After the brutal shooting that incapacitated Re. Gabrielle Giffords in January, calls filled Washington to beef up security protection around members of Congress. But if the government shuts down this weekend, would the Capitol Police be affected?
"We're considered essential, so we'll be here," says Sergeant Kimberly Schneider, a spokeswoman for the Capitol Police. "Congress and the Capitol building will be safe."
The Office of Management and Budget exempts military, health-care, and law-enforcement workers from the effects of a shutdown, which means that an agency like the Capitol Police will be left untouched if the government stops working.
But even as they stay on the job, officers are cognizant of increased anger at members of Congress. More than a dozen lawmakers received credible death threats last year, according to House Minority Leader Steny Hoyer (D-MD), who said after the health-reform law passed last spring that political rhetoric was getting out of hand. After the Giffords shooting in January, senior Capitol officers launched an internal inquiry into how best to protect members from new threats. Leadership officers generally travel with security protection, and considerations for other members of Congress are made on a case-by-case basis, like last month, when Rep. Peter King (R-NY) was assigned a personal detail before a controversial hearing on American Muslims.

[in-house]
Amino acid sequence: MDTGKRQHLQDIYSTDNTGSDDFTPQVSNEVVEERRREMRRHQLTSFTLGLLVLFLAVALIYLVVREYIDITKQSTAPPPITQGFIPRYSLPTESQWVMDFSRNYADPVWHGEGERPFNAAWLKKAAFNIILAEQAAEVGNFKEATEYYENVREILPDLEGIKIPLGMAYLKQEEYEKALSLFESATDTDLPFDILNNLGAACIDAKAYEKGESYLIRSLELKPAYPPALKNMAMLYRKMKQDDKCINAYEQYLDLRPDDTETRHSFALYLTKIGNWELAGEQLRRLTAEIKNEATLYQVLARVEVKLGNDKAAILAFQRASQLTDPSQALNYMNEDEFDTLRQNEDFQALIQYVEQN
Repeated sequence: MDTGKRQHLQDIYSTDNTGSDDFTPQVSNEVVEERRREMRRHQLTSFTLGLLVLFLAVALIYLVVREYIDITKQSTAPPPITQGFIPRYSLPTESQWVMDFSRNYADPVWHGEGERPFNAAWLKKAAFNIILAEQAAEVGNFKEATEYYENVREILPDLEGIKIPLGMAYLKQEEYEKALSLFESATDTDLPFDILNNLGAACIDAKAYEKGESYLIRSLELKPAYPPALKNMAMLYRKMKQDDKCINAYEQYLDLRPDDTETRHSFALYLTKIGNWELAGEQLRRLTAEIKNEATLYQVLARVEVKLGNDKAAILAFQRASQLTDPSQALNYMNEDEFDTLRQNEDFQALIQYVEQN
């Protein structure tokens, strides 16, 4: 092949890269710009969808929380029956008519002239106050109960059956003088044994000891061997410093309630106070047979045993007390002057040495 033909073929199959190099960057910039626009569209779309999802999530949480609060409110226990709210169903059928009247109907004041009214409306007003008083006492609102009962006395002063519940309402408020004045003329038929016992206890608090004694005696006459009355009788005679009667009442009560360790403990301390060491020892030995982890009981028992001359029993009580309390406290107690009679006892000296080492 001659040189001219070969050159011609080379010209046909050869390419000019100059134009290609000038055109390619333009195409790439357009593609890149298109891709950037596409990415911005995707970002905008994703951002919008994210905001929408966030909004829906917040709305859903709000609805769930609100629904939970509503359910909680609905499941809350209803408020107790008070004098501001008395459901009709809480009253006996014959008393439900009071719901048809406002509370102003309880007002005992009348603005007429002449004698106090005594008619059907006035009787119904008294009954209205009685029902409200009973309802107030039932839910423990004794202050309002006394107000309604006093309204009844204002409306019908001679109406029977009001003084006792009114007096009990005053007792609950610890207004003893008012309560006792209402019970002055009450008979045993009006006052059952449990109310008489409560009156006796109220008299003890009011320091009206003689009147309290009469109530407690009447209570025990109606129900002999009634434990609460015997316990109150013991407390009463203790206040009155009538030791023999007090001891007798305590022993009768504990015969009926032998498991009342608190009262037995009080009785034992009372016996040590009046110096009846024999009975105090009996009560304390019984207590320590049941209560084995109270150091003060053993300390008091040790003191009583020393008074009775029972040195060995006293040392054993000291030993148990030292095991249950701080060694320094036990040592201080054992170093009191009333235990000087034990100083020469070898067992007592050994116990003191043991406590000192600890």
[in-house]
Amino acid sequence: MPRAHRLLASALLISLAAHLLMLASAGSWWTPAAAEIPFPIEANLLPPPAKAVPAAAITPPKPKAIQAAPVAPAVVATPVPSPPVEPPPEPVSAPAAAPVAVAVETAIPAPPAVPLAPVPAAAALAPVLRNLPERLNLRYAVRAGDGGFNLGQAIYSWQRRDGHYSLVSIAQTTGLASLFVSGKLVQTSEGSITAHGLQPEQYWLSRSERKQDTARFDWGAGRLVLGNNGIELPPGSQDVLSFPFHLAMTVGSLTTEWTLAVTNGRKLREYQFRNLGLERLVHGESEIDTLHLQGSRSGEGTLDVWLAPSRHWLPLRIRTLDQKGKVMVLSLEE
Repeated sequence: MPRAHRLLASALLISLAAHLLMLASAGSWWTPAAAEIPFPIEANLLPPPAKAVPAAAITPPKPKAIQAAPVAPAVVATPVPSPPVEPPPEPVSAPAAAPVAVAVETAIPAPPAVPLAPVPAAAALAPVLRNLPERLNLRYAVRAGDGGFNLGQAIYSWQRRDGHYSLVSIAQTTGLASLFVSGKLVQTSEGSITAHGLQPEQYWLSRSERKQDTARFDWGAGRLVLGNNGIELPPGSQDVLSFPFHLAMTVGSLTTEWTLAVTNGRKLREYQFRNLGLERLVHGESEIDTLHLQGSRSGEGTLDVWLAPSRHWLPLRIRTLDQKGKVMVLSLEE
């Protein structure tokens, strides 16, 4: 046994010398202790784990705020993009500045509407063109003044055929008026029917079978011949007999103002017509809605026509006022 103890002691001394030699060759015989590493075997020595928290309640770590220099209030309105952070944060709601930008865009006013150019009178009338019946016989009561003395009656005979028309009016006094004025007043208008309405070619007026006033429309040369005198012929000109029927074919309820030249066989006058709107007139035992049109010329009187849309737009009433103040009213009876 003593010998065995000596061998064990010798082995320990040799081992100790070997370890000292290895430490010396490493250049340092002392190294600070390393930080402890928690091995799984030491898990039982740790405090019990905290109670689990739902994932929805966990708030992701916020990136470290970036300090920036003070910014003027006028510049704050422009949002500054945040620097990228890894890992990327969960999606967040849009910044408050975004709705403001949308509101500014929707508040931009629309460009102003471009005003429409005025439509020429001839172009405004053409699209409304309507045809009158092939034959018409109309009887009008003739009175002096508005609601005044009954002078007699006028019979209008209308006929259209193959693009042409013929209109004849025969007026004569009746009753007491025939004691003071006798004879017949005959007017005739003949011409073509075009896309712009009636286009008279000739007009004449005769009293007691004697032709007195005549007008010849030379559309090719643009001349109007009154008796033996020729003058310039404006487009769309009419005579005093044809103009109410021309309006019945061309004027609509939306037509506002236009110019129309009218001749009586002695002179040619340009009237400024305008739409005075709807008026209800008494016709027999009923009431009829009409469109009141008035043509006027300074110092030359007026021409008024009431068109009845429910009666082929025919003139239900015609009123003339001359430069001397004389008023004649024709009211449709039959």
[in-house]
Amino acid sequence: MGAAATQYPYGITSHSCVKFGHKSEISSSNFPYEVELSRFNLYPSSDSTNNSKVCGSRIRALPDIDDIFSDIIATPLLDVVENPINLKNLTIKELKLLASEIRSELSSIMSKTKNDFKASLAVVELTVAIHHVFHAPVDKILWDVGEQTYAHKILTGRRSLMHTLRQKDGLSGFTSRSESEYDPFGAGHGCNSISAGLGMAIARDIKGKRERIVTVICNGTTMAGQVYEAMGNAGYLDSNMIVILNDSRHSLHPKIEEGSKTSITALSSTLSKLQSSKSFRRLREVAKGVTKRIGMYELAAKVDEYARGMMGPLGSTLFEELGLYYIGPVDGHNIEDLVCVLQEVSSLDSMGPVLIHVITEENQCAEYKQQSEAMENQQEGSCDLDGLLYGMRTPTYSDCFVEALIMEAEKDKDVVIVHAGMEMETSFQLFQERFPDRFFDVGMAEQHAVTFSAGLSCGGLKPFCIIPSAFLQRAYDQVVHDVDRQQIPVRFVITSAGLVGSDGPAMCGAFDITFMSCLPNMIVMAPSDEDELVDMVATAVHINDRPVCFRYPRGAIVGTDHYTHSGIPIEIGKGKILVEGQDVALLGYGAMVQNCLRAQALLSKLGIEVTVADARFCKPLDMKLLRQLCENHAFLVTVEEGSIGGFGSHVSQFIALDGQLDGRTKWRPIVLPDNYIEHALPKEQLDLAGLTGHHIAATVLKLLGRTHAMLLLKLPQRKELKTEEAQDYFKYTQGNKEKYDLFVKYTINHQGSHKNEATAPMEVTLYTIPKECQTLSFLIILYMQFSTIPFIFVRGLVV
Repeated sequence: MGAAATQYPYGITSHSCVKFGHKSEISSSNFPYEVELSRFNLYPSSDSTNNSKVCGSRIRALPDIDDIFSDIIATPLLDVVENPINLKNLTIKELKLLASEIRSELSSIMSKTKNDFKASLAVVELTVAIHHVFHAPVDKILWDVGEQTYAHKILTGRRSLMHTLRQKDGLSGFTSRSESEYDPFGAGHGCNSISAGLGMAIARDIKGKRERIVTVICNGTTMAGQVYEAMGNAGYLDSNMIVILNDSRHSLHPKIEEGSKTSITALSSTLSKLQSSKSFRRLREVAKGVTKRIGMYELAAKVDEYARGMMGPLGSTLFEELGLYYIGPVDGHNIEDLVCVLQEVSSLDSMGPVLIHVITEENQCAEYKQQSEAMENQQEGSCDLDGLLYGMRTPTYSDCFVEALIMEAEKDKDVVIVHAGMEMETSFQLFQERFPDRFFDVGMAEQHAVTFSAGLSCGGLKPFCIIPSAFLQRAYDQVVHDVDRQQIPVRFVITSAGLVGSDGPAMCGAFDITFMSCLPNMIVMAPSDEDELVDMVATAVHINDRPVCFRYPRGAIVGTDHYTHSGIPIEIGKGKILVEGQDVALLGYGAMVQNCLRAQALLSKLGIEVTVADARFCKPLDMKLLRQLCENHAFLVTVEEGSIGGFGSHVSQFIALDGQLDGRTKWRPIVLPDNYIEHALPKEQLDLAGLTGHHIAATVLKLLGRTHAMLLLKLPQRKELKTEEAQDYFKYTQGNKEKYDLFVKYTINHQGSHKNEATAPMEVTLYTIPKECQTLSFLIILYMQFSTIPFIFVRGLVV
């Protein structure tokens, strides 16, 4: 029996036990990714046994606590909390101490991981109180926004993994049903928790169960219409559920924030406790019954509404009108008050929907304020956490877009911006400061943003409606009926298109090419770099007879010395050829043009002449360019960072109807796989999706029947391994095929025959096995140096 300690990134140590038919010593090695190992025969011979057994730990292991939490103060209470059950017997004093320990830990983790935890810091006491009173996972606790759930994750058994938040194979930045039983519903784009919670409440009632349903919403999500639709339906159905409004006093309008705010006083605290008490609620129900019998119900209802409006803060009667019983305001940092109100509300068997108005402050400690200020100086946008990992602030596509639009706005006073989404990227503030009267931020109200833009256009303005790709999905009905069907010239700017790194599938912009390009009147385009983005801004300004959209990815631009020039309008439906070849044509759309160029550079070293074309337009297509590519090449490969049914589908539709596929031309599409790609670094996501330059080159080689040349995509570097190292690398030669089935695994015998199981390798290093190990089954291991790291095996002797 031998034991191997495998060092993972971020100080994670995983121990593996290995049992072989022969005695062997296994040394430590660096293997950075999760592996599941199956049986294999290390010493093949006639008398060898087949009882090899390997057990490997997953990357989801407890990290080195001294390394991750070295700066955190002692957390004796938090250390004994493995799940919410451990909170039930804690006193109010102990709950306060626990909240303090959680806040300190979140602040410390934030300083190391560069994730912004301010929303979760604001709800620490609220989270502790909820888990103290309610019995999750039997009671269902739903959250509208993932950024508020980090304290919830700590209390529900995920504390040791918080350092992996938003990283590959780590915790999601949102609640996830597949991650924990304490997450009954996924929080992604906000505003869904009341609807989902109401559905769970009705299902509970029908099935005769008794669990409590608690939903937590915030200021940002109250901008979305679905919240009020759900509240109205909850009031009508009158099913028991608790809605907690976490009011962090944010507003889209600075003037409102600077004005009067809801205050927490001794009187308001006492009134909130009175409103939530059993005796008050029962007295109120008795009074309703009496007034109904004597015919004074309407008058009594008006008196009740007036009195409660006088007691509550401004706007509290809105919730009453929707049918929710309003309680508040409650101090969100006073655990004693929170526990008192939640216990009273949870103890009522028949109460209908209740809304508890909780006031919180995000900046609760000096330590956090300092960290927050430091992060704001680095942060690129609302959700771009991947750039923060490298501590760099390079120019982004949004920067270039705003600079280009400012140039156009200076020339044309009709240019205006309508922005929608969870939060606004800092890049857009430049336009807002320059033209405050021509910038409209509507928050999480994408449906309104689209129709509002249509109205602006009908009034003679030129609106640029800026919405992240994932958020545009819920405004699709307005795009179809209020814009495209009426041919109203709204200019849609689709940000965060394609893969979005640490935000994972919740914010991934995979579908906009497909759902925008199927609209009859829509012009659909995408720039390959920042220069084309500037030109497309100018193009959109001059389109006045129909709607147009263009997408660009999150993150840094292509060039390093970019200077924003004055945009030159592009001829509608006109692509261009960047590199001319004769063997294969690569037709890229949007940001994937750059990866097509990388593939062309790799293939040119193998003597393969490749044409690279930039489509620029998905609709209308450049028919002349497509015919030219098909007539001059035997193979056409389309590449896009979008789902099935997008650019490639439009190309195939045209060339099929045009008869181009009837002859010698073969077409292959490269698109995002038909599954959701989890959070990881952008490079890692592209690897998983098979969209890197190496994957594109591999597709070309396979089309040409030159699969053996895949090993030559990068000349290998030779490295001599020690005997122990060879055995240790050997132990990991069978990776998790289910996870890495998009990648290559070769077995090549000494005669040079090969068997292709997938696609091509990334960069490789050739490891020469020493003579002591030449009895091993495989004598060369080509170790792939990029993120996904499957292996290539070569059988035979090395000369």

Still, one Capitol Hill aide acknowledged "new awareness" that a shutdown of government services, including issuance of tax refunds, national park operations, and even weather forecasting, could bring a new wave of frustration at lawmakers for failing to make a deal.
Police officers generally don't discuss security plans publicly, but Sgt. Schneider says that a detailed contingency plan in case of a shutdown has taken into account the various complexities. "Capitol Police are prepared for many different situations. This is one of them."